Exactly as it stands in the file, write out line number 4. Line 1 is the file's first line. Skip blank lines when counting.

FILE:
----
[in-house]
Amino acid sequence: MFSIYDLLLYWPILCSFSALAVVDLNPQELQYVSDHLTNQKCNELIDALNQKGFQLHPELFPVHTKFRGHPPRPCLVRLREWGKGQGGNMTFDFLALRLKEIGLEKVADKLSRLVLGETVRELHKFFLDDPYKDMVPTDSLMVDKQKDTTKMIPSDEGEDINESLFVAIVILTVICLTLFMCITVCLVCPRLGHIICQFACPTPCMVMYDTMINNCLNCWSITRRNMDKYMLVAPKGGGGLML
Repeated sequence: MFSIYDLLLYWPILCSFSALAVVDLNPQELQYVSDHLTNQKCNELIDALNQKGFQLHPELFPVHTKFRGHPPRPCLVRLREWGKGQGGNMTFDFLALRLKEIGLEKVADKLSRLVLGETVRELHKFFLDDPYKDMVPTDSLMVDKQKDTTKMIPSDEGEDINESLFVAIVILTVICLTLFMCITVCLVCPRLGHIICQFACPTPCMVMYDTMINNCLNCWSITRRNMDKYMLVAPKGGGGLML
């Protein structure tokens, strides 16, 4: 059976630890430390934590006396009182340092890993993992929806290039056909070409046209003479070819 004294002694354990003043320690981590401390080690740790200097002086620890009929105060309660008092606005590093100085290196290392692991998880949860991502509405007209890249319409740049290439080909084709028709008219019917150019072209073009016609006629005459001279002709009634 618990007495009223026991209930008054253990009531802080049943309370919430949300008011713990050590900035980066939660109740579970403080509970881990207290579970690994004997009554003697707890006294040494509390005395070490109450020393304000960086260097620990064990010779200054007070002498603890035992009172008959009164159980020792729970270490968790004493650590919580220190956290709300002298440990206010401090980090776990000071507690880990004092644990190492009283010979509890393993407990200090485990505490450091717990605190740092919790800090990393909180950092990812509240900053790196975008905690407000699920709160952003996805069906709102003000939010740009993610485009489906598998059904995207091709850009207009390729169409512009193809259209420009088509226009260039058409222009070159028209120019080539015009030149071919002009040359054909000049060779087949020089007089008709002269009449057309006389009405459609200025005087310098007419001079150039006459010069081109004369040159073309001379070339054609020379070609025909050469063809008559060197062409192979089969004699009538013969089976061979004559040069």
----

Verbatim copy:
């Protein structure tokens, strides 16, 4: 059976630890430390934590006396009182340092890993993992929806290039056909070409046209003479070819 004294002694354990003043320690981590401390080690740790200097002086620890009929105060309660008092606005590093100085290196290392692991998880949860991502509405007209890249319409740049290439080909084709028709008219019917150019072209073009016609006629005459001279002709009634 618990007495009223026991209930008054253990009531802080049943309370919430949300008011713990050590900035980066939660109740579970403080509970881990207290579970690994004997009554003697707890006294040494509390005395070490109450020393304000960086260097620990064990010779200054007070002498603890035992009172008959009164159980020792729970270490968790004493650590919580220190956290709300002298440990206010401090980090776990000071507690880990004092644990190492009283010979509890393993407990200090485990505490450091717990605190740092919790800090990393909180950092990812509240900053790196975008905690407000699920709160952003996805069906709102003000939010740009993610485009489906598998059904995207091709850009207009390729169409512009193809259209420009088509226009260039058409222009070159028209120019080539015009030149071919002009040359054909000049060779087949020089007089008709002269009449057309006389009405459609200025005087310098007419001079150039006459010069081109004369040159073309001379070339054609020379070609025909050469063809008559060197062409192979089969004699009538013969089976061979004559040069």